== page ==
In the fifteen years since the United States Supreme Court referred to developmental science in ruling the death penalty unconstitutional for juveniles in Roper v. Simmons, state and federal courts have seen a wave of neuroscience-informed juvenile justice litigation. Advocates have come to see neuroscience as a powerful tool, and the Supreme Court has cited to neuroscience research in subsequent cases further restricting harsh punishments for juveniles in Graham v. Florida and Miller v. Alabama.

But the full potential of neuroscience in juvenile justice has yet to be reached. Advances in neuroscientific understanding of the developing brain, including development in emerging adulthood from ages 18 to 25, are only beginning to enter legal cases. Moreover, advocates are recognizing that to make a more direct and profound impact, group-averaged neuroscience evidence must be complemented by individualized clinical assessments. This panel will discuss scientific and legal developments, and the new innovations they suggest at the intersection of neuroscience and juvenile justice.

VIDEO: The Next Frontier of Neuroscience and Juvenile Justice

Panelists

  • Robert Kinscherff, Faculty, Doctoral Program in Clinical Psychology and Associate Vice President for Community Engagement, William James College; Associate Managing Director, Center for Law, Brain, and Behavior, Massachusetts General Hospital
  • Marsha Levick, Chief Legal Officer and co-founder of Juvenile Law Center
  • Leah SomervilleProfessor of Psychology and Director of Graduate Studies in Psychology, Harvard University and faculty, Center for Brain Science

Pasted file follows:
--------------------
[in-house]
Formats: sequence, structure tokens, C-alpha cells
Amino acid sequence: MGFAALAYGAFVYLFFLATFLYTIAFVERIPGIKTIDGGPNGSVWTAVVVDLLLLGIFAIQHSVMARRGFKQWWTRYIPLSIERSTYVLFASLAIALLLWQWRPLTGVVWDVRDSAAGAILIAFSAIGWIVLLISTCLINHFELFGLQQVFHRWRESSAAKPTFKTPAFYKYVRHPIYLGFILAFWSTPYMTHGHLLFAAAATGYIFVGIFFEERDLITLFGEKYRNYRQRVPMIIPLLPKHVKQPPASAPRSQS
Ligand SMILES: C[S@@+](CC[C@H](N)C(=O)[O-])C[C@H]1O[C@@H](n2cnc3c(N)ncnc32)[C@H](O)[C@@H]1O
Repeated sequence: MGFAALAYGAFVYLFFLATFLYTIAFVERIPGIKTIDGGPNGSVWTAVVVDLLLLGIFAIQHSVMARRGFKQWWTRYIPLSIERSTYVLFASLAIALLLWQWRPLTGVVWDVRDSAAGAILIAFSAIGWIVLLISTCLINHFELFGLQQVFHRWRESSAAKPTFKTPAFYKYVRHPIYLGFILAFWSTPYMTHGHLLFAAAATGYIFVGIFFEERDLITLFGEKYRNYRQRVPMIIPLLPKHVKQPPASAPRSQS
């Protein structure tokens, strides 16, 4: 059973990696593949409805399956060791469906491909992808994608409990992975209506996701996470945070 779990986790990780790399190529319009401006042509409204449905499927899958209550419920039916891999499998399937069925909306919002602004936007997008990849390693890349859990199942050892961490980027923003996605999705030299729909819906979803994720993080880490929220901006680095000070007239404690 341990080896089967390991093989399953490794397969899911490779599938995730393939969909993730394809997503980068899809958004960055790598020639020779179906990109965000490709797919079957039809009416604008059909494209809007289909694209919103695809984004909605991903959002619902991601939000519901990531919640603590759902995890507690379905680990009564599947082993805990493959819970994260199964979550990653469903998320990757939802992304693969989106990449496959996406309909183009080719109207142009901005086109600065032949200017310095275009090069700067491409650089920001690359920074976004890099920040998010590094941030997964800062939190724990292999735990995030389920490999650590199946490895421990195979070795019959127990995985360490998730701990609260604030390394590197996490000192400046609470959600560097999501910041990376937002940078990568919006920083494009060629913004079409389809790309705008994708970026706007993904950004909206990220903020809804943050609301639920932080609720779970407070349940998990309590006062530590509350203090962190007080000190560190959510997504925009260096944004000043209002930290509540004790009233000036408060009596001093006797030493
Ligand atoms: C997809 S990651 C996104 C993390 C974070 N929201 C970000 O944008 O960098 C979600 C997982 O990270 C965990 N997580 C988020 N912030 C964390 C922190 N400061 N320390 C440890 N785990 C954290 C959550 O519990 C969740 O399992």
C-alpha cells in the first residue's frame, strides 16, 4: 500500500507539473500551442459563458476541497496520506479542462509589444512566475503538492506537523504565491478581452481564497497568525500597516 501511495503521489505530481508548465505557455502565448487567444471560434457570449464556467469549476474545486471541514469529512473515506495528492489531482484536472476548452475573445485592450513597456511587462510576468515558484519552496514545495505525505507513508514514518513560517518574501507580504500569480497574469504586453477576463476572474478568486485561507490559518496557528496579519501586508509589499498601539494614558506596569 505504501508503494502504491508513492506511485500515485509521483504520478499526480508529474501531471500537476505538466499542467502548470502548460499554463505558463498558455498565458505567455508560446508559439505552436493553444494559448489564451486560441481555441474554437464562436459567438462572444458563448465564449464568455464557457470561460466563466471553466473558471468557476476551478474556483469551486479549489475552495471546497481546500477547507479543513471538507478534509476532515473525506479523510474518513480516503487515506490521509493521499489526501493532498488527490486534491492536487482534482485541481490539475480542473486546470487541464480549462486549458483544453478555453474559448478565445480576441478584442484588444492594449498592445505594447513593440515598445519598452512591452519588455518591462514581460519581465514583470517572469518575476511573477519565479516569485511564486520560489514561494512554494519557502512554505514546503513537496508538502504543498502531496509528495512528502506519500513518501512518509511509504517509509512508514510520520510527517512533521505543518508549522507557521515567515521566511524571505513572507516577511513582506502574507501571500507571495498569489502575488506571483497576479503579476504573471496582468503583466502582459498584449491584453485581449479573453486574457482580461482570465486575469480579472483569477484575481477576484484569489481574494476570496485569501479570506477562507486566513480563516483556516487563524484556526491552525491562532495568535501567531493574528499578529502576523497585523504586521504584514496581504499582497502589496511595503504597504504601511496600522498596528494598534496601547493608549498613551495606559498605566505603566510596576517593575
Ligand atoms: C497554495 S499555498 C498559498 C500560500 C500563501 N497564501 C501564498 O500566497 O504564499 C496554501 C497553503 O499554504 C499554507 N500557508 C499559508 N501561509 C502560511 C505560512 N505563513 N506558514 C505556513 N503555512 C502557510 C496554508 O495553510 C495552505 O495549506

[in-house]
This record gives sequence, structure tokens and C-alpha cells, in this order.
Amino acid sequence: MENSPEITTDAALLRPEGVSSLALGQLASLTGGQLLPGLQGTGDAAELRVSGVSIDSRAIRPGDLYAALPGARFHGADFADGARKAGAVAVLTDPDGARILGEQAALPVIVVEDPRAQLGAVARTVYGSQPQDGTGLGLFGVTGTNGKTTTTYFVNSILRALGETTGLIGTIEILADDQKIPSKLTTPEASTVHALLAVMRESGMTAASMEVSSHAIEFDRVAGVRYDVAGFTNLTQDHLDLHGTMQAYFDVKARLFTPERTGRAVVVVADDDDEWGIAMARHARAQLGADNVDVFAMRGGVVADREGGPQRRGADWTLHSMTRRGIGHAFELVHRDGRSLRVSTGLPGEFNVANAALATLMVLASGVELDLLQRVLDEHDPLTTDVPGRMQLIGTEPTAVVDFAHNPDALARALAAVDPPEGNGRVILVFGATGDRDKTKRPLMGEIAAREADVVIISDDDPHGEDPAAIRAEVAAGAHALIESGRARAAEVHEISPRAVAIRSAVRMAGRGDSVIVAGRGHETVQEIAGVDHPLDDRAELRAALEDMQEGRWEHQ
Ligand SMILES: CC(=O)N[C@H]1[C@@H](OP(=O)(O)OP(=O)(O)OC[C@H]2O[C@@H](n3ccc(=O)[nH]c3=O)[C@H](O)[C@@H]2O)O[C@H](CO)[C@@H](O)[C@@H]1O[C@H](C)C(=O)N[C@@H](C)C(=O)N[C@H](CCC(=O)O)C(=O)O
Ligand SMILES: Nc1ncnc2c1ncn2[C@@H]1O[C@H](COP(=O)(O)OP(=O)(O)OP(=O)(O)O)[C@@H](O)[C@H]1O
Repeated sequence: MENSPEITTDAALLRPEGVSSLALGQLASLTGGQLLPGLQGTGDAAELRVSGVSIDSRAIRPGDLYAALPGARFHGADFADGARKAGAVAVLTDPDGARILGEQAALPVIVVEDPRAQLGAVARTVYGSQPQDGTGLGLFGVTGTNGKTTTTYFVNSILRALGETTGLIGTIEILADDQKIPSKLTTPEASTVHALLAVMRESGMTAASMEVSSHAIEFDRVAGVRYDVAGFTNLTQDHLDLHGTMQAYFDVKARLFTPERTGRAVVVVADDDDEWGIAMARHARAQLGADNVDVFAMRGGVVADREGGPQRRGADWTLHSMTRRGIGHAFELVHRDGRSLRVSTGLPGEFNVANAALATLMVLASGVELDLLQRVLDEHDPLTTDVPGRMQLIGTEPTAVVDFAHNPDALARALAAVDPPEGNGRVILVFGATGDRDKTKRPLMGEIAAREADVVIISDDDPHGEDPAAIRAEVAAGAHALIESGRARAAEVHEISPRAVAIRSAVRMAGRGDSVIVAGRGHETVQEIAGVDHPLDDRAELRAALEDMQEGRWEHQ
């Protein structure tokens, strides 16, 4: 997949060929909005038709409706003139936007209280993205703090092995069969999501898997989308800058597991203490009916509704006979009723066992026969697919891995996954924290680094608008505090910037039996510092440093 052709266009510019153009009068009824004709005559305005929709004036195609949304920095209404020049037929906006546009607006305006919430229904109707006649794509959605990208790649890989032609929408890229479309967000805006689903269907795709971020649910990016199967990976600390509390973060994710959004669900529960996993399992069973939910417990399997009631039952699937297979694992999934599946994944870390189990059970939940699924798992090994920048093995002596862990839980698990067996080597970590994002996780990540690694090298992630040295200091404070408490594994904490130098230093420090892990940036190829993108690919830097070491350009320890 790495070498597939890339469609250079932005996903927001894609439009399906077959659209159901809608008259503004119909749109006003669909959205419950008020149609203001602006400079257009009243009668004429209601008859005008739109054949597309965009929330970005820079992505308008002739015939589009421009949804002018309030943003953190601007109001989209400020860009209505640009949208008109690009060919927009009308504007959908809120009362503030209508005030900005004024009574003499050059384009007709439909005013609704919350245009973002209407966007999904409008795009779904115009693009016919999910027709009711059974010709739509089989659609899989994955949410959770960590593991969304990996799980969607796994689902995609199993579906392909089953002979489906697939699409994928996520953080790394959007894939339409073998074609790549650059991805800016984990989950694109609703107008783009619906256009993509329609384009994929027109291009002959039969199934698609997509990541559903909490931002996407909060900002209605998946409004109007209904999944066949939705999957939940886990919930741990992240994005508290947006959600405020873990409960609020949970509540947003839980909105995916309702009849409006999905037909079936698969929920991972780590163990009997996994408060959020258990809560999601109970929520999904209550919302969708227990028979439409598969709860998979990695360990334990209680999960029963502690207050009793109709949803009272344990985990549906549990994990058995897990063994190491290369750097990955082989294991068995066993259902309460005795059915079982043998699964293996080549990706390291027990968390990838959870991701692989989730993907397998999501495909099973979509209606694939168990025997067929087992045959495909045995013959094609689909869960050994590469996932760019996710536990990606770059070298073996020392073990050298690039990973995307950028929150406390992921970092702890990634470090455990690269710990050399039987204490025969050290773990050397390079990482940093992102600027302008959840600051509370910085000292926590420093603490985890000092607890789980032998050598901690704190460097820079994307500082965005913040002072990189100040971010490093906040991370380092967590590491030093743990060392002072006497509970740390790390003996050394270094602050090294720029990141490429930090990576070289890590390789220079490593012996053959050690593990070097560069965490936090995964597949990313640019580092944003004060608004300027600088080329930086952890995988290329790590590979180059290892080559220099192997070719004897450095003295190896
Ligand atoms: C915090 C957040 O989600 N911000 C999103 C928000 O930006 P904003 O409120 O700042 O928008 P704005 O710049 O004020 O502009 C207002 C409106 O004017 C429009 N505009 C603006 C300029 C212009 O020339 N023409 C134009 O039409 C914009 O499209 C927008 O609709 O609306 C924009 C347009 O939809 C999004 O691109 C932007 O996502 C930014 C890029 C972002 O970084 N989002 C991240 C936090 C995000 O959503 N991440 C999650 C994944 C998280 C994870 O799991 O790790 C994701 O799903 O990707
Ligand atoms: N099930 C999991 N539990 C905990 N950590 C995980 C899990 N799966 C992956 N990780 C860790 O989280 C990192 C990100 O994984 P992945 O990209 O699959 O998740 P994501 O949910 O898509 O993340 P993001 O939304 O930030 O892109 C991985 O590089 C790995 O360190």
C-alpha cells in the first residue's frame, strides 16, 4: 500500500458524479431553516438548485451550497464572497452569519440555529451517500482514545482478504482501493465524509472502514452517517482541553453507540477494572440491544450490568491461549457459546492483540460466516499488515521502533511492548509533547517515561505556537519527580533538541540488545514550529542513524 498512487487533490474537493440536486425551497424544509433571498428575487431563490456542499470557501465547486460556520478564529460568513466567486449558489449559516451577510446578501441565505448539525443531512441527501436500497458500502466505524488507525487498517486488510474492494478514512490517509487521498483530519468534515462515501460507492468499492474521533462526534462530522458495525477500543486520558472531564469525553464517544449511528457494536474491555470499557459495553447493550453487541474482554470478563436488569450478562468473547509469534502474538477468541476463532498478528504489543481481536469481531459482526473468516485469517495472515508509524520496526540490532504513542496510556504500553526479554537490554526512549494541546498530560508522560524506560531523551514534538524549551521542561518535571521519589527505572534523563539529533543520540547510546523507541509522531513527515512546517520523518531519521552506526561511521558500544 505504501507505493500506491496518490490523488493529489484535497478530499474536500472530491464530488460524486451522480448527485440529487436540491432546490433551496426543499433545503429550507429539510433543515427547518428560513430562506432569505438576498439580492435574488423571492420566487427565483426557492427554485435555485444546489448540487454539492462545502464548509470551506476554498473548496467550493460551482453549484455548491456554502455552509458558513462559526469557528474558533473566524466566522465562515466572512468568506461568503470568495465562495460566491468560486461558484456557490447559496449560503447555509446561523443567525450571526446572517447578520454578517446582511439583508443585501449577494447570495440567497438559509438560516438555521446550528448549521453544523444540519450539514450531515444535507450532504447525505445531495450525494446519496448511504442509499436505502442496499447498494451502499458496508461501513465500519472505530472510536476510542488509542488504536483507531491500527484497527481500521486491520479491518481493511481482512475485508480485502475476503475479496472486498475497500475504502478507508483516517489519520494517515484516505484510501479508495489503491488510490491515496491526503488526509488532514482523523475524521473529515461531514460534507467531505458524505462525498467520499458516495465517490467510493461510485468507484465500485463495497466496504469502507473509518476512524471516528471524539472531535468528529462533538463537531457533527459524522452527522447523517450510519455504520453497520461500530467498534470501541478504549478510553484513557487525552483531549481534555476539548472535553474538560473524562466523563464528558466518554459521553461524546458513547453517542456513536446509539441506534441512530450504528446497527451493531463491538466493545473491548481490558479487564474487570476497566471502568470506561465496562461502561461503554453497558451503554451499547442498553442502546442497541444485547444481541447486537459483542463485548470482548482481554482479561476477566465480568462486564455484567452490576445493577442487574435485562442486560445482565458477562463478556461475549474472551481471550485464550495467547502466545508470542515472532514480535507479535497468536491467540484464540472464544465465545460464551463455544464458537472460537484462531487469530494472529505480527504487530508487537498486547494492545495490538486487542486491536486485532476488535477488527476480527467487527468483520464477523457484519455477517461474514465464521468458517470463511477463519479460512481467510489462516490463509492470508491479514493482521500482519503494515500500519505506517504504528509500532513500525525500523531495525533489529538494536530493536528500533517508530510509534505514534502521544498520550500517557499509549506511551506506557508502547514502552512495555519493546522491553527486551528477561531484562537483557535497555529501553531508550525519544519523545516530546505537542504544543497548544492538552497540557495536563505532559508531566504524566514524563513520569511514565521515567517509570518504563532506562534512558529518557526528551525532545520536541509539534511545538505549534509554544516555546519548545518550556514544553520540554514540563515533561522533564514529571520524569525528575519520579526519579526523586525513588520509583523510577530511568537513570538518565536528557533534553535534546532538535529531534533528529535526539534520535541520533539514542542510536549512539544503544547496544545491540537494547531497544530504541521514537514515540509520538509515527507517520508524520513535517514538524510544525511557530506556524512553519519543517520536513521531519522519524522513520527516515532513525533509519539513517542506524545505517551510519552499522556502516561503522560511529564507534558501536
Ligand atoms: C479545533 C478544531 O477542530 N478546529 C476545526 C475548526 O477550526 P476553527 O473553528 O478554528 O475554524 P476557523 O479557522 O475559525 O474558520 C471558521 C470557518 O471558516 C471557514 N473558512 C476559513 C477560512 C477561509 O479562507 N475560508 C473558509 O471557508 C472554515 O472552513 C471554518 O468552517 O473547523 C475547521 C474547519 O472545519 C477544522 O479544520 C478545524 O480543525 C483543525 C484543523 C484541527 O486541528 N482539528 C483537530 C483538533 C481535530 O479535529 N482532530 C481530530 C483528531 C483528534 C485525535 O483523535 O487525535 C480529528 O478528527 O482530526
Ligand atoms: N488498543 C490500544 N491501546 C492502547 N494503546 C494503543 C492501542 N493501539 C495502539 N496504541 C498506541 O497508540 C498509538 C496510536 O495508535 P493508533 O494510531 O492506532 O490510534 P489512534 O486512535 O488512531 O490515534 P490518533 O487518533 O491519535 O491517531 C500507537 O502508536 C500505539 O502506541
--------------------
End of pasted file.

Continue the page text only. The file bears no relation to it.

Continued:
Part of the Project on Law and Applied Neuroscience, a collaboration between the Center for Law, Brain & Behavior at Massachusetts General Hospital and the Petrie-Flom Center for Health Law Policy, Biotechnology, and Bioethics at Harvard Law School.

WATCH: The Neuroscience of Hate

April 10, 2019 12:00 PM at Harvard Law School

Description

Human beings are biologically predisposed to divide humanity into ingroups and outgroups, and this comes with a great social cost – the capacity for hate. While we may view ourselves and our communities as benevolent and egalitarian, we often view outsiders as inhuman, unworthy, or alien, allowing us to victimize them in conscious and unconscious ways. What are the psychological and neurobiologic roots of this urge to divide ourselves? How do legal structures enact and justify systemic disadvantage for outsiders?

Panelists at this event discussed structures in the brain and in the law that foster hate. 

VIDEO: Rebecca Saxe, Professor of Cognitive Neuroscience, Department of Brain and Cognitive Sciences, MIT, and associate member, McGovern Institute

Panelists

  • Jon Hanson, Alan A. Stone Professor of Law; Faculty Director, The Systemic Justice Project; Director, Project on Law and Mind Sciences at Harvard Law School
  • Rebecca Saxe, Professor of Cognitive Neuroscience, Department of Brain and Cognitive Sciences, MIT, and associate member, McGovern Institute